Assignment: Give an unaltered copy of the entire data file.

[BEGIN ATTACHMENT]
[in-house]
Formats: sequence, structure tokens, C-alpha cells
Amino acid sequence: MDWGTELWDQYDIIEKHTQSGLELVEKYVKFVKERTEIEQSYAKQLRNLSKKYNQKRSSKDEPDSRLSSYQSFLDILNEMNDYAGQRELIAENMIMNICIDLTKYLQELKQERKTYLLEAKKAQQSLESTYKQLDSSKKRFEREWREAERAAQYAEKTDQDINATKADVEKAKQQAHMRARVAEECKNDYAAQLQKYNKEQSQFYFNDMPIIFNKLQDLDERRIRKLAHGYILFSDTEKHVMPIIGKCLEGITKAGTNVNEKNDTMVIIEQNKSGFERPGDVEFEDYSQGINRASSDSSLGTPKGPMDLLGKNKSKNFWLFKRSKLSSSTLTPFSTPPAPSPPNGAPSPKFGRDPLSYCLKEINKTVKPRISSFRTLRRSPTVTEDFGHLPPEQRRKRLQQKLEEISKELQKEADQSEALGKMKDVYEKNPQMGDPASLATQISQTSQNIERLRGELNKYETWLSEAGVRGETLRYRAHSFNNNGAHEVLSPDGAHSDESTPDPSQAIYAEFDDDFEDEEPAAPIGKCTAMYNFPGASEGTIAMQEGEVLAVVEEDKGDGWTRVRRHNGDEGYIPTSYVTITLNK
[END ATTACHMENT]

[in-house]
Formats: sequence, structure tokens, C-alpha cells
Amino acid sequence: MDWGTELWDQYDIIEKHTQSGLELVEKYVKFVKERTEIEQSYAKQLRNLSKKYNQKRSSKDEPDSRLSSYQSFLDILNEMNDYAGQRELIAENMIMNICIDLTKYLQELKQERKTYLLEAKKAQQSLESTYKQLDSSKKRFEREWREAERAAQYAEKTDQDINATKADVEKAKQQAHMRARVAEECKNDYAAQLQKYNKEQSQFYFNDMPIIFNKLQDLDERRIRKLAHGYILFSDTEKHVMPIIGKCLEGITKAGTNVNEKNDTMVIIEQNKSGFERPGDVEFEDYSQGINRASSDSSLGTPKGPMDLLGKNKSKNFWLFKRSKLSSSTLTPFSTPPAPSPPNGAPSPKFGRDPLSYCLKEINKTVKPRISSFRTLRRSPTVTEDFGHLPPEQRRKRLQQKLEEISKELQKEADQSEALGKMKDVYEKNPQMGDPASLATQISQTSQNIERLRGELNKYETWLSEAGVRGETLRYRAHSFNNNGAHEVLSPDGAHSDESTPDPSQAIYAEFDDDFEDEEPAAPIGKCTAMYNFPGASEGTIAMQEGEVLAVVEEDKGDGWTRVRRHNGDEGYIPTSYVTITLNK